As stated previously both shafts were deepened 1946-1950 to 755 yards (690m) and are both 21ft (6.4m) diameter with a new pit bottom at 698 yards (638m).

Coal from Top Hard faces was transported by gate and trunk conveyor to a mine car loading point some 3,935 yards (3,600m) inbye from the shafts. Trains of 30 x 3.6 tonnes mine cars hauled to the pit bottom tippler station by 74.6 Kw diesel locos. Manriding inbye and outbye was by loco-hauled cars. Inbye, in-line bunkerage was used to regulate production surges. Manriding and materials to High Hazles workings was by rope haulage.

As at the neighbouring collieries Ollerton and Welbeck heatings were experienced at Thoresby. There was a major fire or underground heating on 67s panel on the Top Hard South side that got out of hand which required that area to be sealed off in Mar 1970 which seriously hampered production but was successfully re-opened in July 1970.

An old steel lined borehole No20, drilled for oil in the Bothamsall field was reamed out at the seam horizon to remove the steel so that working could pass through it safely. Crude oil was a nuisance on 51s face and gates in 1964, 41s face and gates 1967, 80s and 84s panels 1970-1974. The oil was pumped into 95s Left hand gate.

There was a possible goaf connection between Thoresby and Ollerton South side in Top Hard due to both pits working up to common fault. However there is now a direct connection between the two pits at Parkgate level as a large parcel of Parkgate coal was worked from Thoresby.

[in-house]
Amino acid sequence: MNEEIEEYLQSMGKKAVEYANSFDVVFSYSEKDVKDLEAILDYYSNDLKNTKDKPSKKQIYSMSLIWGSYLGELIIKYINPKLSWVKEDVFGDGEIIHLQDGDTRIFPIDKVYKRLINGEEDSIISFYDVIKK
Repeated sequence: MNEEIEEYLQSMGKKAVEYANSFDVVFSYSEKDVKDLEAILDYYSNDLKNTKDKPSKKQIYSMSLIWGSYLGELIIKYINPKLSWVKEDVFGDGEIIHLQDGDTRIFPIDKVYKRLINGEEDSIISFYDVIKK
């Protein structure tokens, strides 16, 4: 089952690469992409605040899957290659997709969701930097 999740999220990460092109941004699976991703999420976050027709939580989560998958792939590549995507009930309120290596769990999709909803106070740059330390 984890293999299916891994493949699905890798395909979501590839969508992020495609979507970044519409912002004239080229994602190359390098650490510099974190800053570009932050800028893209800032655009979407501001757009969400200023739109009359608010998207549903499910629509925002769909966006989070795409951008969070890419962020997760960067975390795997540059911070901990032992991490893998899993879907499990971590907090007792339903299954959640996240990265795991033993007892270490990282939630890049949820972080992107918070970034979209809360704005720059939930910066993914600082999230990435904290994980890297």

I will always believe that Ollerton was ‘the sacrificial lamb’ and closed so that Thoresby would be able to carry on as the amount of face room available remaining at Thoresby was depleting fast. At one time the workforce voted to shut the colliery but they were refused. Blue Circle Cement works at Northfleet was receiving 22,000 tonnes of coal from Thoresby each week in the 1980s but cutbacks in construction reduced this figure to 10,000 tonnes a week.

There were 5 connections to Welbeck in Top Hard Apr 1st 1955, 2nd 1957, 3rd Nov 1959, 4th Dec 1960 and 5th Aug 1970 and another to Clipstone in May 1949. Also a goaf connection to Clipstone and Clipstone is connected to both Rufford and Mansfield and Mansfield to Sherwood and so on. It is possible that some time in the future water and gas will migrate to or from these collieries.

One 1,000 tonnes capacity vertical bunker for coal from the Parkgate was constructed in the pit bottom area in 1977 as at Ollerton and a unique inclined bunker at about 60 for a similar amount of coal constructed in the late 1980s similar to the illustration but delivered onto the run of mine conveyor to skip pockets at the shaft side.

In 1980 No2 UC shaft existing DC electric drive winding engine was replaced with a new NEI rationalised Thyristor DC 'D' size drive system and static compensator and using the existing winder PD mechanicals (up-rated automatic skip plant with automatic winding).

In 1982 No1 DC shaft existing DC electric winder drive system was replaced with a new NEI rationalised Thyristor DC 'C' size drive system and using the existing winder PD mechanicals and drum shaft coupling (existing decking plant with manual winding).

A surface methane extraction plant was operational in 1985.

New colliery offices were built on the site of the old Rexco plant. This plant, one of 3 in the Area was used to manufacture smokeless fuel and by-products, the Top Hard seam being particularly good for same but the Parkgate seam quality was unacceptable so the plant was closed.

The European record for cutting 4,155m (2.58 miles) in a shift on 122s Parkgate face in November 1992.

The AM17 ranging drum shearer cut 15 strips on a Sunday night shift 15/11/1992 producing 6,160 tonnes.

On Sunday 6/12/1992 a further record was achieved on 122s with 20.15 strips, with 5,340m cut (3.32 miles) and 8,064 tonnes at a face o.m.s. of 365.71 tonnes.

Two new drivages from Thoresby Parkgate workings were driven towards the old abandoned north side Parkgate workings at Ollerton in order to mine the 12m tonnes of reserves.